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How to stop badger being run out of town

15 Mar 2005 - The Glasgow Herald

VICKY COLLINS, Environment Correspondent

THEY are reclusive neighbours at the best of times but now the urban badger is in danger of disappearing from our cities completely. Badgers have been living quietly in the parks and woodlands in built-up areas for generations – far longer than more recent incomers such as foxes, squirrels, and deer. However, with new roads cutting across the trails to their feeding areas and new housing burying their sets, experts say their existence is threatened. An increasing number are also being killed by cars and badger baiting and digging.

Now Glasgow City Council has agreed a plan to help protect them and encourage an increase in numbers living in the city. The council aims to establish how many badgers live in the city and the location of sets and feeding grounds, which can then be protected from any proposed developments. A survey in Inverness last year found 191 sets, 33 of which were on land earmarked for housing developments. Glasgow City Council also wants to create badger fencing and tunnels to help the animals negotiate roads safely, as well as providing more grassland for foraging in areas they are known to visit.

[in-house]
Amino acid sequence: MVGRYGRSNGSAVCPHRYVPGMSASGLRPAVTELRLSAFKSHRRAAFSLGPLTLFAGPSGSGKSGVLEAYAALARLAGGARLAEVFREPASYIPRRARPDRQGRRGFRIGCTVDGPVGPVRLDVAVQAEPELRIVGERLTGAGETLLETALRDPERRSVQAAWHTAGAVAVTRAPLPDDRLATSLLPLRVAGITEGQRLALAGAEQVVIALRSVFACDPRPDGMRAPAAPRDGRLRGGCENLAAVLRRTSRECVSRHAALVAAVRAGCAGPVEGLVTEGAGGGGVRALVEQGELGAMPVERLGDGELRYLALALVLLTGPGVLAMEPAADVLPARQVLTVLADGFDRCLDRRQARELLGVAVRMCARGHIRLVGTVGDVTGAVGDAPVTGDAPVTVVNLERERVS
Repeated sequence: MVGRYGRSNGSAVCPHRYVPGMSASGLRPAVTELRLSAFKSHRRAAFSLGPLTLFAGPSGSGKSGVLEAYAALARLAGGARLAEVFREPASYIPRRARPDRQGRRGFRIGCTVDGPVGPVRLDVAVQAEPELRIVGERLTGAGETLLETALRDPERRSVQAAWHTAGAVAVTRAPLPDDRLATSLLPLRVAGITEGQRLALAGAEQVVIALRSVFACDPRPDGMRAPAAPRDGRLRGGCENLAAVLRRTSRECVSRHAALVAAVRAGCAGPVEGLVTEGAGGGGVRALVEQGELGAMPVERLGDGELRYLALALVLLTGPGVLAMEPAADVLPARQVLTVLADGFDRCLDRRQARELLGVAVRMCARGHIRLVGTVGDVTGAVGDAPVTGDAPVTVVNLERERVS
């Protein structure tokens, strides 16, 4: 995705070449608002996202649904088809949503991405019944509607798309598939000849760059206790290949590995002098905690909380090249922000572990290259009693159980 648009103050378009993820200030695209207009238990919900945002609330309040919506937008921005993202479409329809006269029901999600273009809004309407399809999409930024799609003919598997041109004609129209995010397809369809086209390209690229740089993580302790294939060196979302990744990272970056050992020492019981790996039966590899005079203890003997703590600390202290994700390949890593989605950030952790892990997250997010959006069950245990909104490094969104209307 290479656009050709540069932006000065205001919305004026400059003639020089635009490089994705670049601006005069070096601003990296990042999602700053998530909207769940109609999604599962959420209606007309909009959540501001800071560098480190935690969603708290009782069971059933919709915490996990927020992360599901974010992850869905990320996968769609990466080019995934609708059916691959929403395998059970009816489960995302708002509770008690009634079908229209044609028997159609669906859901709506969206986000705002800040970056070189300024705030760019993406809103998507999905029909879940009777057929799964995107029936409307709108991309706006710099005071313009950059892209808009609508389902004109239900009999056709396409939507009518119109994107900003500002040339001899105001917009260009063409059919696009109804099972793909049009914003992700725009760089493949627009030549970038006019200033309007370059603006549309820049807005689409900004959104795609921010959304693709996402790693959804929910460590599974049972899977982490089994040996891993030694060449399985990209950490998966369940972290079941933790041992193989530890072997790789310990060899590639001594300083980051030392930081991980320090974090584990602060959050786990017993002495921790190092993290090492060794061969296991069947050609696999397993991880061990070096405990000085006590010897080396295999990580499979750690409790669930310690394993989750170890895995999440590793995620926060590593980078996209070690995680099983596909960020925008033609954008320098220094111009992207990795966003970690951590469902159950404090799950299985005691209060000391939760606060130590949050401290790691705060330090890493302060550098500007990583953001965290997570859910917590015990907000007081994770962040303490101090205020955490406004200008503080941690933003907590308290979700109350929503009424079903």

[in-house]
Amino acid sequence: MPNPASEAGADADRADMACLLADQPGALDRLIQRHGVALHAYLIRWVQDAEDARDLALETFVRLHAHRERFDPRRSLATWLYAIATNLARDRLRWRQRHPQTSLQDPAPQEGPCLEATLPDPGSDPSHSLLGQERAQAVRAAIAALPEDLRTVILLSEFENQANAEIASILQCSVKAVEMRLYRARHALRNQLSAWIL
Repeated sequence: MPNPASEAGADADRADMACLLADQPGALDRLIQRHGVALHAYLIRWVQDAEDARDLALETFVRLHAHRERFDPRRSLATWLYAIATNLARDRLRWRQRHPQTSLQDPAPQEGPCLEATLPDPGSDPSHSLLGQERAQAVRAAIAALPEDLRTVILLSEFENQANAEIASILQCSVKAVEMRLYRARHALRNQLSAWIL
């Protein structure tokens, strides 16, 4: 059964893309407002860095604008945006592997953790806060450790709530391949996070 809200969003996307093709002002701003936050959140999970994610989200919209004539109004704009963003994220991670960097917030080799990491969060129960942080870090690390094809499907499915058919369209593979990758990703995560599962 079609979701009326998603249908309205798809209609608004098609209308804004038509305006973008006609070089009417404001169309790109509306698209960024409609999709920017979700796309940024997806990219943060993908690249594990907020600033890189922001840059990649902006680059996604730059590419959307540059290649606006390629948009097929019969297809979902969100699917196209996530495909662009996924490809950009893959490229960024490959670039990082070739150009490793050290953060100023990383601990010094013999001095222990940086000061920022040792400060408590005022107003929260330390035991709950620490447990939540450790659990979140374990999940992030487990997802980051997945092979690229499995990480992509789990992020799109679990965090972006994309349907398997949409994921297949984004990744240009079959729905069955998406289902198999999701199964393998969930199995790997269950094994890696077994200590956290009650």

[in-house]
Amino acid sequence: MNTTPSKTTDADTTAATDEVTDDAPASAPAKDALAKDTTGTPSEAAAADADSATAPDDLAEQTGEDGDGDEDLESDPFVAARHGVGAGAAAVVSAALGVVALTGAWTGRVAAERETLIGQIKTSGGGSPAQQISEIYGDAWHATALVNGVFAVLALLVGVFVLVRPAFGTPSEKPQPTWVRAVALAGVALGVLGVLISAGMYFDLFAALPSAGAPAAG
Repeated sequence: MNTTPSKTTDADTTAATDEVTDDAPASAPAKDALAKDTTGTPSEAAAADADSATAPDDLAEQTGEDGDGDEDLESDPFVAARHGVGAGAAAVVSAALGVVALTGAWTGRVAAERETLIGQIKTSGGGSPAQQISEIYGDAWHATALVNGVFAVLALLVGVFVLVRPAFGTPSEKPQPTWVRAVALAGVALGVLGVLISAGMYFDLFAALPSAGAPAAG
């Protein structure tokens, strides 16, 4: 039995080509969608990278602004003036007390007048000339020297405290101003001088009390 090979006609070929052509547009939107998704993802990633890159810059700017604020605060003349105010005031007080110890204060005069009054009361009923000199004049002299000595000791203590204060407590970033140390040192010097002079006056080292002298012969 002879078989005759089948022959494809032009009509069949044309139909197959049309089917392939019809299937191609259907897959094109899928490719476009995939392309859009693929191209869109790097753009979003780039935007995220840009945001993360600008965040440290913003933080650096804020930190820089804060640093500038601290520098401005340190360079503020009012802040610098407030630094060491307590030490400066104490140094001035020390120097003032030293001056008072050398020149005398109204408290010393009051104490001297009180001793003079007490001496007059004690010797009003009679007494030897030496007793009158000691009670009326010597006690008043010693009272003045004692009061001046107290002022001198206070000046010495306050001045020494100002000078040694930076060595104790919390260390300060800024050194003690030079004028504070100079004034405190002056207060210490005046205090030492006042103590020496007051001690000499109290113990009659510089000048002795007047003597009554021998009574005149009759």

A working group will be established to co-ordinate the efforts of all conservation groups working in the city. A website and leaflets will help raise public awareness of the animals and their needs. Jim Coyle, the council's environmental policy and research manager, said: "They have always been in the city but the city is growing larger and the badgers are having to adapt to that. It is not a question of stopping developments, it is about how to integrate development to help protect badgers and other animals."

The authority is aware of at least five sets in the city, although it is not clear if all of them are occupied. The badger plan is part of wider efforts to promote and protect wildlife, plants, and birds living in Glasgow.

Margaret Sinclair, the council's environmental sustainability spokeswoman, said: "This plan is not just about protecting wildlife and green space, it's also good for the environment and enhances the lives of our citizens."

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